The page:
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How WandaVision Deals with the Subject of Trauma and Coping

***Disclaimer: major spoilers ahead

The new Marvel TV show WandaVision centers on the Avenger Wanda Maximoff. To recap and summarize, Wanda has created her own little reality in which she can live a happier life with Vision and her kiddos since her whole family and love interest, Vision, all died in terrible ways. In the first few episodes, the audience has no idea what is happening except the hiccups that happen throughout Wanda’s sitcom. However, as the series progresses, her world begins to change and starts to slowly fall apart.

While the first few episodes mimic sitcoms throughout the decades, in episode 8 the audience finally starts understanding what is going on. The town of Westview, Wanda and Vision’s new home, has become an array of sitcoms from different decades, serves as a physical coping mechanism for Wanda. We also get a long backstory (yay for female character development) and learn that old sitcoms were not only a way for Wanda and her family to learn English but it was a time that she was able to spend quality time with her parents before they died. In addition to her parent’s brutal death, we are reminded that her twin brother Pietro was brutally shot to death and that she was forced to kill the love of her life and then die all over again. And if her tragic backstory wasn’t enough, we are thrown back in time where we see Wanda holding the deed to a plot of land- a place they were supposed to grow old in together.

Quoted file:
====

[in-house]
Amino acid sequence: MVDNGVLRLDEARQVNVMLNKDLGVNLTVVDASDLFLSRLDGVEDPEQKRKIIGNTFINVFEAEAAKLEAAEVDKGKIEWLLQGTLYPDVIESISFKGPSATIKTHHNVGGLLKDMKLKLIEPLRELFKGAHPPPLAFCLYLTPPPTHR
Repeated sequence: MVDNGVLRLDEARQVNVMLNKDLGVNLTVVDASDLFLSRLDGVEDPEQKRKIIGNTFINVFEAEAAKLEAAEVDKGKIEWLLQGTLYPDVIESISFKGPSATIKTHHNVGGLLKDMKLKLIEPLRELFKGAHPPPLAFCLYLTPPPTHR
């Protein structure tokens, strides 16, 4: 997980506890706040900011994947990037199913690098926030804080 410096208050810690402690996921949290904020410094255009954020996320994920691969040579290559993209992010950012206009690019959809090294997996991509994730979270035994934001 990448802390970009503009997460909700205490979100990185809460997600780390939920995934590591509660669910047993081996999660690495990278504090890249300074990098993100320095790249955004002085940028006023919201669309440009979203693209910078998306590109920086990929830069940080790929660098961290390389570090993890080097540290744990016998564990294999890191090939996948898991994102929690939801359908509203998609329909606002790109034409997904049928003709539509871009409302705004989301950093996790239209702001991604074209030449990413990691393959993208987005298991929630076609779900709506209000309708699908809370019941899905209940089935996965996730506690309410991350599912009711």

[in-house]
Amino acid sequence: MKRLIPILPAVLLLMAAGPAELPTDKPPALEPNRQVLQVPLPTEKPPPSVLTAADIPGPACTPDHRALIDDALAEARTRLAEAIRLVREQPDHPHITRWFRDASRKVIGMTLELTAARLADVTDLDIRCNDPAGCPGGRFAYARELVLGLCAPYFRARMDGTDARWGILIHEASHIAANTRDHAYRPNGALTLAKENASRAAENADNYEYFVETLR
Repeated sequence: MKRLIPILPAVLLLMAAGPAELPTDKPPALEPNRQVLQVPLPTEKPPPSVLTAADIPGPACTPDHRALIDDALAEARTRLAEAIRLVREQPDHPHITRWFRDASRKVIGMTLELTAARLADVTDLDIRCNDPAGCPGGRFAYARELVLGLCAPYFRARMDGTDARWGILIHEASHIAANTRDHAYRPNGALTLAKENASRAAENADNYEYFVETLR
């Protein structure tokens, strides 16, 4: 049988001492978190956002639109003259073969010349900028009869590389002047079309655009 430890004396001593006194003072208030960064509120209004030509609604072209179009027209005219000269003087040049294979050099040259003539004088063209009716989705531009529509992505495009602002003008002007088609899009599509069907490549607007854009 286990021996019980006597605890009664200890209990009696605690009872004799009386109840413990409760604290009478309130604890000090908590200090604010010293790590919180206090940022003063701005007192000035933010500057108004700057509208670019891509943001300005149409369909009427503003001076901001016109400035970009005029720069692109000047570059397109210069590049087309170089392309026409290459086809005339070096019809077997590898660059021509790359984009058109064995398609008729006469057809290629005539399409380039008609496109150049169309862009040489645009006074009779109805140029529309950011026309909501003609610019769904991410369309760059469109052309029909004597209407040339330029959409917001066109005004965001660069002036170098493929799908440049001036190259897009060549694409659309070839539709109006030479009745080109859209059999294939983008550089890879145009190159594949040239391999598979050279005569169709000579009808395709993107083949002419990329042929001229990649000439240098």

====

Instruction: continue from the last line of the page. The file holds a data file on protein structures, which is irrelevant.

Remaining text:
Person watching Marvel
Photo by Clément M. from Unsplash

Anways, for a while, this coping mechanism works and she and Vision are married, she gives birth to twins, and even her brother Pietro is somehow brought back to life.

But the question is does WandaVision accurately portray how someone copes with trauma? It is true that escapism is fairly normal copy mechanism to turn to when someone experiences trauma. It is a good distraction from their trauma. For Wanda, years of trauma and depression lead to her creation of the sitcom world she and her new family live in. WandaVision portrays this escapism through her sitcom-Westview-new life creation. Overall, WandaVision opens the door for a realistic conversation about mental illness while showing that a character isn’t weak for having trauma and depression. 


block letters spelling out "mental health matters" on a red background
Photo by Anna Tarazevich from Pexels

Simi Singh

American '23

Simi is a sophomore at American University and the events director for HerCampusAu. She is currently studying CLEG and her pronouns are she/her/hers. Originally born in Weirton West Virginia she spent most of her life in Pittsburgh PA. When she's not reading at one of D.C's many coffeeshops she can also be found taking pictures of the different monuments. Simi is very passionate about talking about women of color in media, politics, and the arts.
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